I admit it: I have a bias against endurance exercise. In my defense, I developed it the hard way, having tried multiple times, dating back to my freshman year of high school, to develop better endurance. Each time I failed to reach that goal, and failed to enjoy the process.
My last attempt was in 1999. I was working in an office in which everyone was a runner, and I was the only guy who focused on strength training exclusively. So, I launched a running program with a big-bodied coworker, the only guy in the office who wouldn't leave me in the dust after a quarter mile. As usual, it was a disaster for me; I lost strength and muscle, my knees ached continually, and I found I couldn't develop my endurance beyond a certain point, which was only slightly beyond my starting level. On top of that, I felt like crud. My body was generating the opposite of pleasure-causing endorphins. (I dubbed them "endurephins"-they made every minute of exercise miserable to endure.) There's a happy ending: I felt better as soon as I quit running, and have never been tempted to resume.
The more I write about fitness (and it's been 14 years now), the more I think that all types of exercise get you to more or less the same place: You feel better, and you improve your health. No, you can't train your body to lift heavy weights and expect to be able to run a marathon. No, you can't run an hour a day and expect to look like a bodybuilder. No, you can't limit your routine to three yoga classes a week and expect to look or perform like anything except a guy who takes three yoga classes a week.
The physiological adaptations to each type of exercise are going to be different, but the value of each may end up equal. Movement is good. Stress reduction is good. Weight control is good. Just getting away from your email and cell phone for an hour a day is good. You can accomplish all that with weight lifting, running, pick-up basketball, Pilates, tennis, swimming, cycling, calisthenics, yoga, or just about anything else that qualifies as serious exercise.
And yet, if you spend a lot of time reading scientific research, you'll notice that the phrase "exercise training" always means "endurance training." That's because there's still a pervasive idea, in the world of exercise science, as well as among the general public, that movement designed to take you long distances is "real" exercise. Embedded in the phrase is the idea that only endurance exercise improves health and contributes to a longer life.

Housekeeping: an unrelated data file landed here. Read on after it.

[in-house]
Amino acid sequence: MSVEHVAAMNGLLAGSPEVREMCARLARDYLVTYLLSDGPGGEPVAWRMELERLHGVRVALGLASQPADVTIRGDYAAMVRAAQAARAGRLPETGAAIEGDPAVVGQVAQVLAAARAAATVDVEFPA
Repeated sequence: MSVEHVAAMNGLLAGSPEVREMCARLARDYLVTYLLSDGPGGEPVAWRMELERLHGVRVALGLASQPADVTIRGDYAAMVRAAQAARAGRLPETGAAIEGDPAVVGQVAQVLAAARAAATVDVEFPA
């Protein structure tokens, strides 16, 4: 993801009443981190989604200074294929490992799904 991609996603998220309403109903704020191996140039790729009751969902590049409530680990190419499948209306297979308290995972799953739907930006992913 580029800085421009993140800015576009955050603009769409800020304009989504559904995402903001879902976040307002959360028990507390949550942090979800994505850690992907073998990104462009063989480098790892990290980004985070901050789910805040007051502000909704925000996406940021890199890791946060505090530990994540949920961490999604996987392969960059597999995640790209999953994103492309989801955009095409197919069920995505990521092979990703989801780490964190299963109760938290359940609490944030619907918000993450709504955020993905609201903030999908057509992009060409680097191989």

So consider the results from a study of nearly 2,000 middle-aged men in the U.K. The researchers, starting in 1979, looked at the subjects' exercise patterns and work-related physical activity (whether they lifted boxes on a loading dock or sat in an office all day, for example). They tracked the men until 1997.
The results, published in the journal Heart in 2003, found something that'll probably surprise you: Light and moderate physical activity walking, gardening, dancing, playing golf, bowling-had no effect on heart disease, death from heart disease, or death from all causes. Even the ones who did the most light and moderate activity, up to 90 minutes a day of walking or light yard work, got no measurable protection from heart disease, or any other terminal illness.
The ones who got that protection were the ones who did what the researchers call "heavy" exercise: climbing stairs, playing vigorous start stop sports like tennis and badminton, hiking, jogging, swimming, serious landscaping work. The ones who got this protection burned as little as 54 calories a day doing that heavy exercise. To put that in perspective, if you're a 180 pound guy, you'll burn just under 500 calories in an hour of chopping wood or shoveling snow (or serious weight lifting, for that matter). That's about 70 calories a day.
So one hour of heavy exercise a week offers you more protection from heart disease, as well as from death by any cause, than 90 minutes a day of walking.
Over the course of the study, the heavy-duty exercisers had 62 percent less chance of dying of heart disease, and were 47 percent less likely to die of any cause than the rest of the men who participated. My point here isn't that this study invalidates the idea of aerobic fitness as a path to health and longevity. It's that you don't have to run 100 miles a week to meet the 54-calories-a-day standard. In fact, you wouldn't have to engage in any aerobic activities at all. An hour of serious yard work or home repair would do it. An hour of basketball or tennis or hockey or soccer would fill the bill.
Lou Schuler is author with Alwyn Cosgrove of the new book “New Rules of Lifting: Six Basic Moves for Maximum Muscle” (Avery/Penguin; January 2006; $25.95). Schuler is a certified strength and conditioning specialist and author of “The Men’s Health Home Bible” and “The Testosterone Advantage Plan.”